Chris Arnade Photography


Stop, Frisk, and Penalize
I was talking to Beauty as she sat on the concrete wall outside of Lafayette Park, across from the methadone clinic in Hunts Point. She is an addict and sex worker. Two officers approached and asked me to stand aside so they could question Beauty. What was her name? Where was she from? What was in her cup? “Soda” (they smelled, yes soda). Did she have any outstanding warrants? Let me see your bag? Why are your shoes off? “I am hot and relaxing.” A few minutes later she is charged with disorderly conduct.  Her conduct then was about as disorderly as mine, but her past conduct far more. This is a common occurrence for the addicts, homeless and sex workers in Hunts Point. It is more than stop and frisk: It’s stop, frisk, and penalize. These nuisance tickets, such as disorderly conduct, come with a future court date, that if missed, turns into an outstanding warrant. With little legal help and a very long rap sheet, few addicts will fight them. How is this helpful to either the community or the addict? Is the eighty-seventh ticket going to encourage Beauty to stop walking the streets? They are already weighed down by homelessness and addiction. These tickets are just another barrier to escaping the streets, another stigma that pushes them further from help and farther into the fringes. Perhaps in some communities its used to push the addicts out, but in Hunts Point, the city’s poorest neighborhood, where are they going to be pushed to? Beauty needed far more than a ticket. She is falling fast into a cycle of addiction, being roughed up by the streets. Jail would have at least fed her, perhaps cleaned the heroin out of her system, put her closer to help. What about an officer who gently talked to her, to remind her how fast she’s fallen, to ask her what example is she setting for the kids in the park behind her? That would be far better than being treated like a pariah, roughly and rudely questioned, given a ticket that is just one more obstacle.


Stop, Frisk, and Penalize

I was talking to Beauty as she sat on the concrete wall outside of Lafayette Park, across from the methadone clinic in Hunts Point. She is an addict and sex worker. Two officers approached and asked me to stand aside so they could question Beauty. What was her name? Where was she from? What was in her cup? “Soda” (they smelled, yes soda). Did she have any outstanding warrants? Let me see your bag? Why are your shoes off? “I am hot and relaxing.” A few minutes later she is charged with disorderly conduct.  Her conduct then was about as disorderly as mine, but her past conduct far more. This is a common occurrence for the addicts, homeless and sex workers in Hunts Point. It is more than stop and frisk: It’s stop, frisk, and penalize.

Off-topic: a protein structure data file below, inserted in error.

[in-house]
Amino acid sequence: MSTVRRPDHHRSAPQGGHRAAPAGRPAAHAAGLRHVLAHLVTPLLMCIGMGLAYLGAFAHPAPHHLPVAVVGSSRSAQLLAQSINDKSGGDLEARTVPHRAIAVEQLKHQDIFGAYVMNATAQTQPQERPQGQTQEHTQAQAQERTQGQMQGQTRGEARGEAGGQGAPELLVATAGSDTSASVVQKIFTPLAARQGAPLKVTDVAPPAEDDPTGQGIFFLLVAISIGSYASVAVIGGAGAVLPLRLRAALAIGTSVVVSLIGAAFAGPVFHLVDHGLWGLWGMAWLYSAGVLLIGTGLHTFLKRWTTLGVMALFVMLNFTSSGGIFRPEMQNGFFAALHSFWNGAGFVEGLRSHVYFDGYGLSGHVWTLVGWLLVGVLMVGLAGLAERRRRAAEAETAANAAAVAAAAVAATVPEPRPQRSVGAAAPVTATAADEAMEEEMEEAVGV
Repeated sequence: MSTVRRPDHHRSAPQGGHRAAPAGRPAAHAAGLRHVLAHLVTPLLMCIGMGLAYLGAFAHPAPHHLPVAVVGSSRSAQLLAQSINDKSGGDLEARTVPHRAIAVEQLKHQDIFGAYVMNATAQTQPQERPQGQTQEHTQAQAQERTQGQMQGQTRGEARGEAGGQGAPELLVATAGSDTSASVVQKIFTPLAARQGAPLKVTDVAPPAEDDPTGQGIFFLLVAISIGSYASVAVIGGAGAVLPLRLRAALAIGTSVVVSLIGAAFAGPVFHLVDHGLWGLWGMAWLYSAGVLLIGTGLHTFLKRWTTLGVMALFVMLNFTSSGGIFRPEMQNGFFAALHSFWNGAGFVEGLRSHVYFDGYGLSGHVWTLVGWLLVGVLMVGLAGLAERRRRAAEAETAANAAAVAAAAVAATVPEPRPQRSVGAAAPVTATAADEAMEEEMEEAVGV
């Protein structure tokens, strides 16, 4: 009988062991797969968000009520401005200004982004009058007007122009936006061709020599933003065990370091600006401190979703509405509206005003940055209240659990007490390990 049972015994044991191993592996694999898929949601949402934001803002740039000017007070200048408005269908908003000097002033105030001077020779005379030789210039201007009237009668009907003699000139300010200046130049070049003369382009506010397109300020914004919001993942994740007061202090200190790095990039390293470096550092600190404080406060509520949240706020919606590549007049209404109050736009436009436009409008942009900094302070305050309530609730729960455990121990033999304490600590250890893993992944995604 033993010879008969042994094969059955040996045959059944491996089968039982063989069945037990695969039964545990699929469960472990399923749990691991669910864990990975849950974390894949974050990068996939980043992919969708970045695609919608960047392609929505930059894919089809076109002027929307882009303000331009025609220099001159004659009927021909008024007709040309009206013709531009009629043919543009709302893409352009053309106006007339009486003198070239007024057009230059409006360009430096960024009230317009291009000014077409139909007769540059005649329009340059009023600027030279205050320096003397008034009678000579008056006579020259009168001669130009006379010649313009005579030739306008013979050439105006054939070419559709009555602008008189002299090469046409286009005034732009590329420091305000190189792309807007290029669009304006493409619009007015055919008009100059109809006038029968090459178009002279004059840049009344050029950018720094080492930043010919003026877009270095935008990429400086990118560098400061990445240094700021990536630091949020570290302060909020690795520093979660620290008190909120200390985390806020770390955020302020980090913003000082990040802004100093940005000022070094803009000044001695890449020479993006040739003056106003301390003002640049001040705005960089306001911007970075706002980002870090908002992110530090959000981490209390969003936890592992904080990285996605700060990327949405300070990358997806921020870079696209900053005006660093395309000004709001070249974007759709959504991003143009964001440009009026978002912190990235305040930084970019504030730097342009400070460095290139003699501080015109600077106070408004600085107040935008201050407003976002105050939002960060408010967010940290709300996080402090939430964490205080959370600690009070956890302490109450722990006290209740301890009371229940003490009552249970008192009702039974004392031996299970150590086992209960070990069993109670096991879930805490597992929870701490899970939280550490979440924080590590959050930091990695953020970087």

These nuisance tickets, such as disorderly conduct, come with a future court date, that if missed, turns into an outstanding warrant. With little legal help and a very long rap sheet, few addicts will fight them. 

How is this helpful to either the community or the addict? Is the eighty-seventh ticket going to encourage Beauty to stop walking the streets? They are already weighed down by homelessness and addiction. These tickets are just another barrier to escaping the streets, another stigma that pushes them further from help and farther into the fringes. Perhaps in some communities its used to push the addicts out, but in Hunts Point, the city’s poorest neighborhood, where are they going to be pushed to? 

Beauty needed far more than a ticket. She is falling fast into a cycle of addiction, being roughed up by the streets. Jail would have at least fed her, perhaps cleaned the heroin out of her system, put her closer to help. What about an officer who gently talked to her, to remind her how fast she’s fallen, to ask her what example is she setting for the kids in the park behind her? That would be far better than being treated like a pariah, roughly and rudely questioned, given a ticket that is just one more obstacle.


  1. izzyhasthoughts reblogged this from bitterbatbrat
  2. bitterbatbrat reblogged this from arnade
  3. lasherny reblogged this from arnade
  4. thedrinkoflife reblogged this from arnade and added:
    his blog is amazing challenge anyone with a heart to read this and not weep at the fate of these people
  5. thecokeandthesugar reblogged this from arnade
  6. bisforxbeauty reblogged this from arnade
  7. hardcoresinceninetyfour reblogged this from arnade and added:
    So sad, she is such a beautiful young lady. If you follow her story on Chris’ flickr account it’ll make you so sad.
  8. theunquietlibrarian reblogged this from arnade
  9. arnade posted this
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